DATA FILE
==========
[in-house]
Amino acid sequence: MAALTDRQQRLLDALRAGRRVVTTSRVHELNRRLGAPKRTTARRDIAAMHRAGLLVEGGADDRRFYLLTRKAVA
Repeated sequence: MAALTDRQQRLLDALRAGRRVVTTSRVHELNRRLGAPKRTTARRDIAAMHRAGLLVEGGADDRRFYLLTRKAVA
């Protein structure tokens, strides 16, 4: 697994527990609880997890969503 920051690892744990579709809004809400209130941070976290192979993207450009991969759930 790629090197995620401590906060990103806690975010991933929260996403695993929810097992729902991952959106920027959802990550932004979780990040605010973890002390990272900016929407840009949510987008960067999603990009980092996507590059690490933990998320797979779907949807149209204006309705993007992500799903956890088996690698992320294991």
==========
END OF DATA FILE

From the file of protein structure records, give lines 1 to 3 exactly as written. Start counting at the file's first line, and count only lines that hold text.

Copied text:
[in-house]
Amino acid sequence: MAALTDRQQRLLDALRAGRRVVTTSRVHELNRRLGAPKRTTARRDIAAMHRAGLLVEGGADDRRFYLLTRKAVA
Repeated sequence: MAALTDRQQRLLDALRAGRRVVTTSRVHELNRRLGAPKRTTARRDIAAMHRAGLLVEGGADDRRFYLLTRKAVA